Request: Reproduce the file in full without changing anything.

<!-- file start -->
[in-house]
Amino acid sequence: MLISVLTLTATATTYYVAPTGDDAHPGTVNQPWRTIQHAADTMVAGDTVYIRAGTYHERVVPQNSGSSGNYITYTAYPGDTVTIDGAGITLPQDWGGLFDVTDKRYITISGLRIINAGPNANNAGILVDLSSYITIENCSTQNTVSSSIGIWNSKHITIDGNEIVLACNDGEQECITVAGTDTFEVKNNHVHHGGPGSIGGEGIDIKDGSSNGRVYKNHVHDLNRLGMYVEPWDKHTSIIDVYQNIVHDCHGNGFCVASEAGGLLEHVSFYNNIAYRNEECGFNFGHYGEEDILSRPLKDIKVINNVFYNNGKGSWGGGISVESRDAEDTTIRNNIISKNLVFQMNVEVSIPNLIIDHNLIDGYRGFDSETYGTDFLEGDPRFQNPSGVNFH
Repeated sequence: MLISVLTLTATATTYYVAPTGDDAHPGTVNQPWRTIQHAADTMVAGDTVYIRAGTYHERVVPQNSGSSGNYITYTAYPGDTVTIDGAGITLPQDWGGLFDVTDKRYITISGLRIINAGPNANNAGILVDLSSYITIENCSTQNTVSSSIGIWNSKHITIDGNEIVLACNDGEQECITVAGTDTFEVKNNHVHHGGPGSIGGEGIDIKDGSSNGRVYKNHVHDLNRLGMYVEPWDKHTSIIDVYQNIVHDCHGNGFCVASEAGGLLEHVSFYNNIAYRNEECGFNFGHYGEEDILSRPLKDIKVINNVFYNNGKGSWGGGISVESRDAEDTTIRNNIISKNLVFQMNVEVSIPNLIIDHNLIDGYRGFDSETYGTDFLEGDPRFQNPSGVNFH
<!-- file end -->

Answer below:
[in-house]
Amino acid sequence: MLISVLTLTATATTYYVAPTGDDAHPGTVNQPWRTIQHAADTMVAGDTVYIRAGTYHERVVPQNSGSSGNYITYTAYPGDTVTIDGAGITLPQDWGGLFDVTDKRYITISGLRIINAGPNANNAGILVDLSSYITIENCSTQNTVSSSIGIWNSKHITIDGNEIVLACNDGEQECITVAGTDTFEVKNNHVHHGGPGSIGGEGIDIKDGSSNGRVYKNHVHDLNRLGMYVEPWDKHTSIIDVYQNIVHDCHGNGFCVASEAGGLLEHVSFYNNIAYRNEECGFNFGHYGEEDILSRPLKDIKVINNVFYNNGKGSWGGGISVESRDAEDTTIRNNIISKNLVFQMNVEVSIPNLIIDHNLIDGYRGFDSETYGTDFLEGDPRFQNPSGVNFH
Repeated sequence: MLISVLTLTATATTYYVAPTGDDAHPGTVNQPWRTIQHAADTMVAGDTVYIRAGTYHERVVPQNSGSSGNYITYTAYPGDTVTIDGAGITLPQDWGGLFDVTDKRYITISGLRIINAGPNANNAGILVDLSSYITIENCSTQNTVSSSIGIWNSKHITIDGNEIVLACNDGEQECITVAGTDTFEVKNNHVHHGGPGSIGGEGIDIKDGSSNGRVYKNHVHDLNRLGMYVEPWDKHTSIIDVYQNIVHDCHGNGFCVASEAGGLLEHVSFYNNIAYRNEECGFNFGHYGEEDILSRPLKDIKVINNVFYNNGKGSWGGGISVESRDAEDTTIRNNIISKNLVFQMNVEVSIPNLIIDHNLIDGYRGFDSETYGTDFLEGDPRFQNPSGVNFH